Shiuli- the queen that blooms at night


“Dhalta Chand karei eshara. Suraj tu hai kaha”?( The Moon sets and asks the Sun, “where is he”)?

 Love comes with a cost of betrayal, suffering, loss and yet it blooms after the curse.  My aunty’s Whatsapp status quoted “ Shiuli blooms in our garden”.After seeing the ancestral Shiluli  the Parijat, as  Bengalis affectionately call blooming at the garden of my village home in Agarpara at Calcutta, I was drowned in Shiuli’s beauty that I had to pour my feelings for the night jasmine whose also known as  Nyctanthes arbor-tristis ,and is the only flower which is lifted from the ground and not from the tree because she blooms only at night and withers by the morning and falls on the ground.


Whenever I used to enter my colony at night, after a moody day or after seeing my beloved holding his hand to his Rose or after a good day at school, dance and singing class or post a heavy meal I used to be drawn to the attention of Shiuli, the night jasmine planted by my grandfather. Shiuli whose also known as Shephali only blooms at the kiss of the moonlight in pitch darkness. I used to call my late grandfather as Dadu fondly was an avid nature lover. For him, Shiuli was his ventilator.

My aunty’s WhatsApp status makes me recite the tale of the flower that blossoms at the nights dusk in sheer remembrance of my grandfather as Shiuli was his grandchild way before me.

Admitting the armour of Hindu mythology,there is a story in the the Vayu Purana , which is a Sanskrit text and one of the eighteen major Puranas any of a class of Sanskrit sacred writings on Hindu mythology and folklore of varying date and origin, the most ancient of which dates from the 4th century AD.  of Hinduism.

The Vayu Purana claims to a popular, beautiful version of a story devoting love, grit, and anger via the story of the Parijat tree. Folklore says the king had a daughter named as Parijakta, fondly known as Parijat who was mesmerized and in divine worship of love with Surya, the Sun God whose ball game of condition was that Parijat could never turn her back towards him. The innocent, poised Parijat could never ever imagine of turning away from her beloved because real love had a selfless ego. The fall of the leaves had marked Autumn and in that beautiful fall, Parijat gets married to Surya. Seasons rolled and summer came with which Surya’s power rose. It becomes troublesome for Parijat to go at the close quarters of Surya, as even going remotely close to him would burn her.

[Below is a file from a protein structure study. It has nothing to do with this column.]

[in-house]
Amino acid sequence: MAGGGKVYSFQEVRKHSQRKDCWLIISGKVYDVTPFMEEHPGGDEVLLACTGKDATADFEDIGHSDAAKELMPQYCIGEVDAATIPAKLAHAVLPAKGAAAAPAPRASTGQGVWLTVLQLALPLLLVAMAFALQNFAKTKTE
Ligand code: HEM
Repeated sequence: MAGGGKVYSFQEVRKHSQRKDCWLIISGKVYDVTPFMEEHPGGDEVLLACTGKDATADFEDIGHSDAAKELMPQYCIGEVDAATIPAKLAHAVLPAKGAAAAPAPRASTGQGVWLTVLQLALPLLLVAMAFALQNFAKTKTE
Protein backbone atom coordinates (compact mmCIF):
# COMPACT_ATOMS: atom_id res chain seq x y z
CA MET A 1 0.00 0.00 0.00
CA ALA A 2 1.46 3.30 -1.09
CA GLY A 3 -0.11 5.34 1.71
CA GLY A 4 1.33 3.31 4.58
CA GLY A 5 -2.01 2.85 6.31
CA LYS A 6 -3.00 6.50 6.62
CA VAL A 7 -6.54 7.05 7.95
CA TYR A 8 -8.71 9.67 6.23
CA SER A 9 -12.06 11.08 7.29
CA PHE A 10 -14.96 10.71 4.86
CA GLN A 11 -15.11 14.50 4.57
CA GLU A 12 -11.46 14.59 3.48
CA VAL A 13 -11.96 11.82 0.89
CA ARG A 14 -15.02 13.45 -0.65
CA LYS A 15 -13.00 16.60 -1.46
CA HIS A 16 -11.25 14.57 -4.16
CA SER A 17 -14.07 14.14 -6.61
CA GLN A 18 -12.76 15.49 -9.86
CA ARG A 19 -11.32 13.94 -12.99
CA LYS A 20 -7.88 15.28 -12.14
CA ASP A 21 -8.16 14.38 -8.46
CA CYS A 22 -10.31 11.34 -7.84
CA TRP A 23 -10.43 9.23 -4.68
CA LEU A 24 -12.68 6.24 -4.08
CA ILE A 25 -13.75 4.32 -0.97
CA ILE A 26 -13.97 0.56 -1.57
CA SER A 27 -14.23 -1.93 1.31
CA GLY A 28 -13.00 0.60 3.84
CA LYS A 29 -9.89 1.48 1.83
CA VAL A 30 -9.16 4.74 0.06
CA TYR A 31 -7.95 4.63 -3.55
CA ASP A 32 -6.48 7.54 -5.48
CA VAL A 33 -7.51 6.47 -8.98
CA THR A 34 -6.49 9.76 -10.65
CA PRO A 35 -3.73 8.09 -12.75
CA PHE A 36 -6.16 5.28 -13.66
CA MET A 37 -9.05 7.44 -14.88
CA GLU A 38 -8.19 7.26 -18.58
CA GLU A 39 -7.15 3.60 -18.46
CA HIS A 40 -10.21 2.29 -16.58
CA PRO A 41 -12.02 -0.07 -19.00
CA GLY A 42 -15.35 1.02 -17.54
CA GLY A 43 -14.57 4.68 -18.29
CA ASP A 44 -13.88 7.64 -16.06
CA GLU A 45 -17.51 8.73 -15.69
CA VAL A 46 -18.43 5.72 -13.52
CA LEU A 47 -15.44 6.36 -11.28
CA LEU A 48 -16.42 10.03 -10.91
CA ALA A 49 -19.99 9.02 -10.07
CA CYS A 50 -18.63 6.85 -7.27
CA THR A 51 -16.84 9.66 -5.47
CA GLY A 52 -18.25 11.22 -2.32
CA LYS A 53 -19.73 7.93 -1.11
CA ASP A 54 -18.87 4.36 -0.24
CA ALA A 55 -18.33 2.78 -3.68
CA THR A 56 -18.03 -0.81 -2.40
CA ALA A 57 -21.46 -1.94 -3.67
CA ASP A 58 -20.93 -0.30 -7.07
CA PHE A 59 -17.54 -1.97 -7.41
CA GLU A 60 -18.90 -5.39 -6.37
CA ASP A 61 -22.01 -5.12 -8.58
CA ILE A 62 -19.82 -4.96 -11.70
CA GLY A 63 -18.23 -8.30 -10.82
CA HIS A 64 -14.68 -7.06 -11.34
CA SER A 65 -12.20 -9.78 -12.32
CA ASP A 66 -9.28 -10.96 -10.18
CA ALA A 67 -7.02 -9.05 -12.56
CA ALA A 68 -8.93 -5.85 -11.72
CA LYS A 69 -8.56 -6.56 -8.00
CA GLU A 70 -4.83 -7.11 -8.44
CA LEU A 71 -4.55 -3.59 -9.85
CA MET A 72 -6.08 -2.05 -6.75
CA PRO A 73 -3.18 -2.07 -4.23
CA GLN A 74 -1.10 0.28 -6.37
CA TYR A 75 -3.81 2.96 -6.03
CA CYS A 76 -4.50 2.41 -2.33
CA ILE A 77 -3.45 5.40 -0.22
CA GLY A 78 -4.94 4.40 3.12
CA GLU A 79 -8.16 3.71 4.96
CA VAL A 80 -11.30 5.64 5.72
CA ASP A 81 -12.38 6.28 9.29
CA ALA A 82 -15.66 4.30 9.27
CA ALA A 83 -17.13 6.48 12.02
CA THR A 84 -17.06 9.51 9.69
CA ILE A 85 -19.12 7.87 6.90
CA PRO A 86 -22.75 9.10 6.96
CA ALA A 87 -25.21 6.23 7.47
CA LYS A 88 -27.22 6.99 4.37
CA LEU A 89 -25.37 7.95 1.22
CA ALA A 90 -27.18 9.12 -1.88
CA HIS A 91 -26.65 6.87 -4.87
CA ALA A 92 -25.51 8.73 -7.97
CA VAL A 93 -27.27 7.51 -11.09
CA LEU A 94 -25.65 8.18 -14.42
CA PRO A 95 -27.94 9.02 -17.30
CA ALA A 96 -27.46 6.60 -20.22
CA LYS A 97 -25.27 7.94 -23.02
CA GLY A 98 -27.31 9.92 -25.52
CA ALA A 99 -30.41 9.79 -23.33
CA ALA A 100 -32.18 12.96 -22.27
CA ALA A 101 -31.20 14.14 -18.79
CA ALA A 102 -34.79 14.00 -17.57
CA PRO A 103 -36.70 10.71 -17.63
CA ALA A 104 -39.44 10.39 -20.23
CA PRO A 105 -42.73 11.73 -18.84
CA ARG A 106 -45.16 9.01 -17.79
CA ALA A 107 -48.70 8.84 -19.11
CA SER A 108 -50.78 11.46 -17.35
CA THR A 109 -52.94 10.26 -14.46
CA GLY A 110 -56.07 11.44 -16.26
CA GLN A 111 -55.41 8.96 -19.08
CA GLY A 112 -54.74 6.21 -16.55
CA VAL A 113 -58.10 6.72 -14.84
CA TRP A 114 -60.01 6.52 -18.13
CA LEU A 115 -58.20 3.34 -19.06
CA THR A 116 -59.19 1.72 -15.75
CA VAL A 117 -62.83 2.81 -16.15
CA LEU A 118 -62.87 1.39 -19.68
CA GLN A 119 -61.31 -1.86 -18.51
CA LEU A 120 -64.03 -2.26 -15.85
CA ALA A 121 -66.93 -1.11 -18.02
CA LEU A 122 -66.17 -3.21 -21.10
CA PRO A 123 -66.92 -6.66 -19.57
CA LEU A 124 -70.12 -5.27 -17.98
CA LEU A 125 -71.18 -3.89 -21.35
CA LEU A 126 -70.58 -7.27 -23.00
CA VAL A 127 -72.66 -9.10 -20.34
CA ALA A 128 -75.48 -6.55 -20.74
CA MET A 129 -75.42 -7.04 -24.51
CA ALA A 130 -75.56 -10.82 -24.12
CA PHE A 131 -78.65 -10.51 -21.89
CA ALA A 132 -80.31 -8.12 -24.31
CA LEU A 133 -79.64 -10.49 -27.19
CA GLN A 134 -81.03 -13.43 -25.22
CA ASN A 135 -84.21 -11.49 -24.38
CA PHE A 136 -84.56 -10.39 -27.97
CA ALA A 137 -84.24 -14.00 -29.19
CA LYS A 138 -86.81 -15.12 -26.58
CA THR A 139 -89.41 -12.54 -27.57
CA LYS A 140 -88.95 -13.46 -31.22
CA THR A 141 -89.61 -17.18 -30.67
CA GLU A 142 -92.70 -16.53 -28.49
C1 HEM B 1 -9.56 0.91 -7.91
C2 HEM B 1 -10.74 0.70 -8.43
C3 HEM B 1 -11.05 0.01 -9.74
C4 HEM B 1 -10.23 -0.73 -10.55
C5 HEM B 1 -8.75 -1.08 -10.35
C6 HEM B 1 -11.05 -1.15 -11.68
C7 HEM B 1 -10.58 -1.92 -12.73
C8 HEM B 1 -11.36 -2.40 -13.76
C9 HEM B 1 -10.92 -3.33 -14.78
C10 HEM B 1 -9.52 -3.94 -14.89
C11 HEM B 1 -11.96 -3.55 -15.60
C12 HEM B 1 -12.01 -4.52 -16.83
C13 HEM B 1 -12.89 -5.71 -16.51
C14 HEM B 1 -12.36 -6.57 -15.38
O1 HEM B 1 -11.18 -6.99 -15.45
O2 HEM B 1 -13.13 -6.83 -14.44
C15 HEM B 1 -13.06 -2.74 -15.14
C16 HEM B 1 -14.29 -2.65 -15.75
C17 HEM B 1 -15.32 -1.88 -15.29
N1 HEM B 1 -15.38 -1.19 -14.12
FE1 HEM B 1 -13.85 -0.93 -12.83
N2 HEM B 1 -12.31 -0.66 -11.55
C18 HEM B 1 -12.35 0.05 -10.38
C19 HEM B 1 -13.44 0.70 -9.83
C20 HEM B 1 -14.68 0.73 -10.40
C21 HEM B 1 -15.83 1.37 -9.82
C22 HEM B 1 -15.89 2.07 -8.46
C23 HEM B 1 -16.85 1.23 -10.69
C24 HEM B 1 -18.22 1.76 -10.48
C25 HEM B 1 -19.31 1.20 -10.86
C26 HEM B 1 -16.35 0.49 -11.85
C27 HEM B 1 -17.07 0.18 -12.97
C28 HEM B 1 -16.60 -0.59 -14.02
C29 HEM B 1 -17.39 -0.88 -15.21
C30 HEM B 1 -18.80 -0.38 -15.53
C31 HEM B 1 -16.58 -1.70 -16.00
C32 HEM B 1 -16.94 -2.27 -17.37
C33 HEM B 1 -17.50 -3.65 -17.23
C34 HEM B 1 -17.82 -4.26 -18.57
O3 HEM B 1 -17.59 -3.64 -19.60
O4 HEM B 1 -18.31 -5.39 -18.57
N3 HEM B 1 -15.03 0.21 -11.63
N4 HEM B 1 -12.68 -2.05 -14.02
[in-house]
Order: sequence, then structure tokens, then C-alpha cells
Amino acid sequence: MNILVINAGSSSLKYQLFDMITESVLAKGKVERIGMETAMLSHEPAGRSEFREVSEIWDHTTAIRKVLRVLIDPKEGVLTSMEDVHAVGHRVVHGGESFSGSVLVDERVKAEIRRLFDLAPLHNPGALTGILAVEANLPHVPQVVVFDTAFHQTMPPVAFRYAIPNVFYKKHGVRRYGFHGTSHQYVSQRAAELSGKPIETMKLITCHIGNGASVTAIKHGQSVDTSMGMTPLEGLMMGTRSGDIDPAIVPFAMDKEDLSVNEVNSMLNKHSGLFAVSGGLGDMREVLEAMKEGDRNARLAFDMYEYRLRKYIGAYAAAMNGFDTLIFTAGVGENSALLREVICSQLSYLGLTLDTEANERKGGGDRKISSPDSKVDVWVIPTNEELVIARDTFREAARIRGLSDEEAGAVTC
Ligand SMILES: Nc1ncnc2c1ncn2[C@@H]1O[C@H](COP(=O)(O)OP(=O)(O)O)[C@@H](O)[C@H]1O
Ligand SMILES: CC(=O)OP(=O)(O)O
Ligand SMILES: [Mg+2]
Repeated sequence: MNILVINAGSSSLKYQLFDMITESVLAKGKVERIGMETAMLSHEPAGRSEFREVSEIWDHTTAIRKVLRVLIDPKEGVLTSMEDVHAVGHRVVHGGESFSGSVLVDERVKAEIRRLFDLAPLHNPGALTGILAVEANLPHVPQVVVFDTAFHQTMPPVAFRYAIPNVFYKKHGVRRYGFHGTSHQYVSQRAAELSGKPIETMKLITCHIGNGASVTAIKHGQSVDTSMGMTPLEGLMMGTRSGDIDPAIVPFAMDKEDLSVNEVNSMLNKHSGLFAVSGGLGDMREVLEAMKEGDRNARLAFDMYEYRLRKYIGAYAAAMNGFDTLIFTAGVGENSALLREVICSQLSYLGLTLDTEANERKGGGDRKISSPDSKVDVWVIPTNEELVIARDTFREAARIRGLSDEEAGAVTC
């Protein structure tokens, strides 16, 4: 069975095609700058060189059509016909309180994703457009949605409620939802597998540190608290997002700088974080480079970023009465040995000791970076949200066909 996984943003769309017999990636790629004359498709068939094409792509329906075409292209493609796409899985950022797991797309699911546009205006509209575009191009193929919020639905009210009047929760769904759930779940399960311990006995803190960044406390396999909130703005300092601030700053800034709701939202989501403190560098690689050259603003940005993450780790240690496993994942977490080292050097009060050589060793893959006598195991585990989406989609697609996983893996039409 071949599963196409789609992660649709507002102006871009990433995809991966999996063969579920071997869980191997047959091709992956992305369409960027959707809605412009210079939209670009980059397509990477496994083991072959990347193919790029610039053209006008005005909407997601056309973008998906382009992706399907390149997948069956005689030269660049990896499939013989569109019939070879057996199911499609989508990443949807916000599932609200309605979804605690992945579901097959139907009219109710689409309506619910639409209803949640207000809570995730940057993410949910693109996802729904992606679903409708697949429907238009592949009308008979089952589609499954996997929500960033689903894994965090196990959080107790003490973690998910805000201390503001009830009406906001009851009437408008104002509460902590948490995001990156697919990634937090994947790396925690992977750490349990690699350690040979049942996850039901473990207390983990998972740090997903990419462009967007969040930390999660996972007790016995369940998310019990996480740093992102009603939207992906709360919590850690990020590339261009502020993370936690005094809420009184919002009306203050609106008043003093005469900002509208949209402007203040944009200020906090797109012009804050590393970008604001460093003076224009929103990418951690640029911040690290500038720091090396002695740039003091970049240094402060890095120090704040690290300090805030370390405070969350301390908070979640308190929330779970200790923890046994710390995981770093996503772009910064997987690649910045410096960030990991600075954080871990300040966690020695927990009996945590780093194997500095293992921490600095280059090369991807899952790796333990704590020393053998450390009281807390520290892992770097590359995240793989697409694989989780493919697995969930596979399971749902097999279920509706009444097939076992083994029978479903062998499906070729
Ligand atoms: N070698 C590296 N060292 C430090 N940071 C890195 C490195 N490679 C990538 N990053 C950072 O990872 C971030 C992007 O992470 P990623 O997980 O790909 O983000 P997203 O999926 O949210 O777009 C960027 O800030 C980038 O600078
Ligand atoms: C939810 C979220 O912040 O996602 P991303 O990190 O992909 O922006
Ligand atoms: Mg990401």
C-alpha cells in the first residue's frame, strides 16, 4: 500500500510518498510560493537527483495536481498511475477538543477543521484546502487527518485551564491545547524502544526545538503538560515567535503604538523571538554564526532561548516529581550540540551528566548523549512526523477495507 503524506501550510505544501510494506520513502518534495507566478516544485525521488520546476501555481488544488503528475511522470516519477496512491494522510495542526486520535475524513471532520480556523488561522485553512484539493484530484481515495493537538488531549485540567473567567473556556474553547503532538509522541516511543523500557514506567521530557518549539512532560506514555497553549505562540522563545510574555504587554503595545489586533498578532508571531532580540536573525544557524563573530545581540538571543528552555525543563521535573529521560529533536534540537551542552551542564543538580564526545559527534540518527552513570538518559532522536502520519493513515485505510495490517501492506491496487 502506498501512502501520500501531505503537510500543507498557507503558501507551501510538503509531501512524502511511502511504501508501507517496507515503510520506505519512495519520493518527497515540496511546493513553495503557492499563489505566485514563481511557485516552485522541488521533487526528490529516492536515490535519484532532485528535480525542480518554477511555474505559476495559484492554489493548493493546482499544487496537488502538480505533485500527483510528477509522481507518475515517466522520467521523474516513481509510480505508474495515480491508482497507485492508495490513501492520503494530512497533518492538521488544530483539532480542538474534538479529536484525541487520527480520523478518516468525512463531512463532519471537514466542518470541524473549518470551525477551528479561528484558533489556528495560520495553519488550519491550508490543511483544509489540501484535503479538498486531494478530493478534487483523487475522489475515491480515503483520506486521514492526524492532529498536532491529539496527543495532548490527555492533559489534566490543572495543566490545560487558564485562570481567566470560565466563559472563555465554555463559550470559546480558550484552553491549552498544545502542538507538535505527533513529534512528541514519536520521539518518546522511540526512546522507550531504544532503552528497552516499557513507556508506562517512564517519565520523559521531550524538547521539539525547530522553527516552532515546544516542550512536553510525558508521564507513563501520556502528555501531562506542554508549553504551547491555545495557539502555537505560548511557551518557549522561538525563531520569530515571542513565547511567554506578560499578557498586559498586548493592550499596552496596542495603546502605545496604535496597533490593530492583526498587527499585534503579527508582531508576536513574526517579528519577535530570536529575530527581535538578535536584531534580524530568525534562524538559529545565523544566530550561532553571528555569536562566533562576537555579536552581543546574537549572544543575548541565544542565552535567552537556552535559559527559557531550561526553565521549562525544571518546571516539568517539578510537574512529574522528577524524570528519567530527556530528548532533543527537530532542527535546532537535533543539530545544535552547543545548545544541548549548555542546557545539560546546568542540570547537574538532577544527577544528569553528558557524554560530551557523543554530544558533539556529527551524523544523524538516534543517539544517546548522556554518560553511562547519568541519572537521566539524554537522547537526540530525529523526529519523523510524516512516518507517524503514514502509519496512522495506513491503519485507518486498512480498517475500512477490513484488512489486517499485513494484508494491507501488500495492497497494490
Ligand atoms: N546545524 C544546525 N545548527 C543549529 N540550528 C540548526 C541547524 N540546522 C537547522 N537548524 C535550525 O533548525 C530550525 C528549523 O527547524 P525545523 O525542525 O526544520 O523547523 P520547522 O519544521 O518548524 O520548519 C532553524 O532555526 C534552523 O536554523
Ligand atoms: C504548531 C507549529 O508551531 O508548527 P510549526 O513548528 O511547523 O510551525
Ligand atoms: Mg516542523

One fine day Surya suddenly comes to the doorstep of Parijat’s home and she flinches her back. Surya becomes ferocious and as he boils through his power Parijat faints. Some beliefs say that Surya had betrayed Parijat and had left her broken and had forgotten about her. The pain about separation devastates the hope of living because the soul of Parijakta was attached to Surya so in that disunion it is said that she had burnt herself to ashes. Surya realizes his mistake and goes to the Gods for aid, though the Gods knew that Parijat loved Surya faithfully, with a pure soul, with innocent beauty so she was granted another lifespan as a tree, shrub.


The blossom of Shiuli at the garden of my village in Calcutta.

Picture courtesy- Swati Kar

The sun makes love to Parijat at night. The flowers are so sweet-scented because the sun plucks its kisses to her. It caresses her but she still can’t bear the rays of Surya and so the tree shreds its flowers at dawn. Shiuli and Surya’s bond becomes unconditional like the bond between a mother and her child. It is also said that Parijat could not witness the sight of the beloved sun who abandoned her so she does not bloom in his sunlight but silently in the moonlight.

According to another popular folklore Shiuli the night jasmine had appeared at the beginning of Samundra Manthan which was basically the seethe of the ocean explaining the milky way. Her mermaid beauty was irresistible even by the gods. Folklore recites the prince of the yadava clan, the heartthrob of sixteen thousand gopi’s ( women) Lord Krishna had a war with Lord Indra to win over the Parijat tree as his first wife,the avatar of Bhumi Devi Satyabhama ordered the tree to be turned towards her courtyard though Shiuli used to only bloom at the adjacent courtyard of Queen Rukmini, Krishna’s second wife whom Krishna had heroically kidnapped. This popular story speaks on how Krishna knew to be a peacekeeper between his two wives who wanted Parijat soulfully for themselves, in order to show that they were the dominated one in love.


Shiuli is the flower symbolizing the agony of loss and tragedy. She has an earth scattering fragrance and has her order to be lifted from the ground, unlike other flowers whom the tree dominates. She sheds off her beauty in a million zest. Isn’t love a pure unconditional fragrance? There are some feelings which you can’t express. The Shiuli that used to bloom in my area has been cut down recently, though she was there at my society till my grandfather was alive. Just like Shiuli has a short lifespan, my grandfather too had one, leaving the earth with his scattering fragrance and the want of longing with a void in the soul wrenched in the need to be heard like my Shiuli.






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